The versatile and immensely talented cast sing, dance, provide musical accompaniment and inhabit multiple roles throughout the production, giving the exhilarating impression of a troupe of players capable of endlessly reinventing themselves to meet the exigencies of any dramatic situation. It is difficult and perhaps unfair to single out performances in an impeccable ensemble of actors that supported each other generously and rendered each scene so richly textured, though special mention should go to Leila Crerar, a luminous Portia who was equally adept at portraying the vulnerability attending the heroine's paternally-circumscribed agency and the chillingly remorseless meting out of justice in the later part of the play. Jonathan Oliver preserves a poignant dignity in his portrayal of Shylock even in the latter's most abject moments; his performance movingly traverses emotional extremities without falling into caricature. Scott Brooksbank and Gabriel Fleary, who play Antonio and Gratiano respectively, also gave memorable and hilarious performances as Portia's initial suitors, providing the production with some of its most inspired comic moments.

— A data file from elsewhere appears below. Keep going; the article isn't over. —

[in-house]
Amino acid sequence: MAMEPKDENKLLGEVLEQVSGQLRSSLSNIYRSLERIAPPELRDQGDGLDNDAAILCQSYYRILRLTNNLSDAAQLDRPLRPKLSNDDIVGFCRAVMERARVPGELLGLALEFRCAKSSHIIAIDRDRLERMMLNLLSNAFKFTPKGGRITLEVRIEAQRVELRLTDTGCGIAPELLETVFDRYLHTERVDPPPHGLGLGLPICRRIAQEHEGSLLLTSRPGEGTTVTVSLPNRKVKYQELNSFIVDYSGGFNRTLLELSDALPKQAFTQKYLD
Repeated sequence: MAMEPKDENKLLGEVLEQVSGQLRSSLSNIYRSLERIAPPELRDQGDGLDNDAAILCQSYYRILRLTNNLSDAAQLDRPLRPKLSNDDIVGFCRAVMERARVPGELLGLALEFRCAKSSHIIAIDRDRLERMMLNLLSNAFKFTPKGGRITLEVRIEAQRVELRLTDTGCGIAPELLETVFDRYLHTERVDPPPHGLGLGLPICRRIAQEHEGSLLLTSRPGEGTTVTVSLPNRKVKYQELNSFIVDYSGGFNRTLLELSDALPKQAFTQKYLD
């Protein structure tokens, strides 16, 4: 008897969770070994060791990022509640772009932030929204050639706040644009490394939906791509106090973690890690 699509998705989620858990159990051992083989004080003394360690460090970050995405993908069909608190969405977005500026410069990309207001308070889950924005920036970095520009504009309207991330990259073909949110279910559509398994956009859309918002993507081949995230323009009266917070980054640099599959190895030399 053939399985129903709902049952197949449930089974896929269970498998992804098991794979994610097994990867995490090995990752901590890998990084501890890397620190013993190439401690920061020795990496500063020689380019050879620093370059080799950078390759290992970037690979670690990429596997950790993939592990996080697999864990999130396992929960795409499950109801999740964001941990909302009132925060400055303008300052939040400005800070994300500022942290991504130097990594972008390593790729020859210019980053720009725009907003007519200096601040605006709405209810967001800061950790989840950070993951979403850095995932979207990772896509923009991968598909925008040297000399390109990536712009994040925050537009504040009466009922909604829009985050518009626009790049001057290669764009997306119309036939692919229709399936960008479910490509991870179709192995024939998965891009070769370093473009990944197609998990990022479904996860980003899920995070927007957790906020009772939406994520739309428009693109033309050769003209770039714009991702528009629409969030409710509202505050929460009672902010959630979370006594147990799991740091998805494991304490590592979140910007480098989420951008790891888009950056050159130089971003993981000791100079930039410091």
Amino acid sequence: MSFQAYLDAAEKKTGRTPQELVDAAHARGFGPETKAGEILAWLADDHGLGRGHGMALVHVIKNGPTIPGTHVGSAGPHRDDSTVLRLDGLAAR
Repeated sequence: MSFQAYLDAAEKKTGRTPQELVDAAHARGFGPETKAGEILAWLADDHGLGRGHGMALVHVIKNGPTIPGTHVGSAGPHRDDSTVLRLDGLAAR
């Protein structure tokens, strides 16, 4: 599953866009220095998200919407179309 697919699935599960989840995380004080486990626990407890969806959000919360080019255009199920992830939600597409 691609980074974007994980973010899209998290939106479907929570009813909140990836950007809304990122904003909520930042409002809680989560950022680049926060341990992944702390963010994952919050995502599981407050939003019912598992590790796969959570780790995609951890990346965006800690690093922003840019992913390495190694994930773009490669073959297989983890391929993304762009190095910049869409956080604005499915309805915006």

Perhaps Creation Theatre's distinctive achievement lies in its ability to not only gratify but also expand its audience's imagination through its theatrical ingenuity, which eloquently invites us to consider afresh the play's exploration of the boundaries that delimit and impoverish our common humanity. Even as we bask in the warm wit occasioned by lovers meeting, the porous stage-set ensures that one never loses sight of Shylock's pathos. Intelligent, beautifully-executed, and acutely sensitive to the stakes of representation, Creation Theatre's 'The Merchant of Venice' does ample justice to the richness of one of Shakespeare's most probing and precarious comedies.


Ben Llewelyn

at 09:43 on 12th Jul 2012



Having seen the Creation Theatre shows at the Said for the last three years, I had very high hopes for this year's production - last year they produced the only version of 'Antony and Cleopatra', my favourite of Shakespeare's works, that I've ever found satisfactory, which anyone who knows me will deem extremely high praise indeed. Fortunately, this year was no exception. Creation continue to present Shakespeare modernised, set to music, and exquisitely acted.

As I've come to expect from Creation, the play began with an exciting, dramatic song sequence, which set the tone (if you'll forgive the atrocious pun) for a use of music throughout the show which, according to my notes, I found 'gorgeous'. Whilst the language is perhaps not what I'd always choose, the sentiment is entirely valid - during the speech in which Portia is introduced to the audience, the use of a beautiful melody preceded her introduction perfectly, and the use of two or three recurrent themes in the music - which, incidentally, and most impressively, was live jazz throughout, added another layer of meaning and texture to an already most splendid production.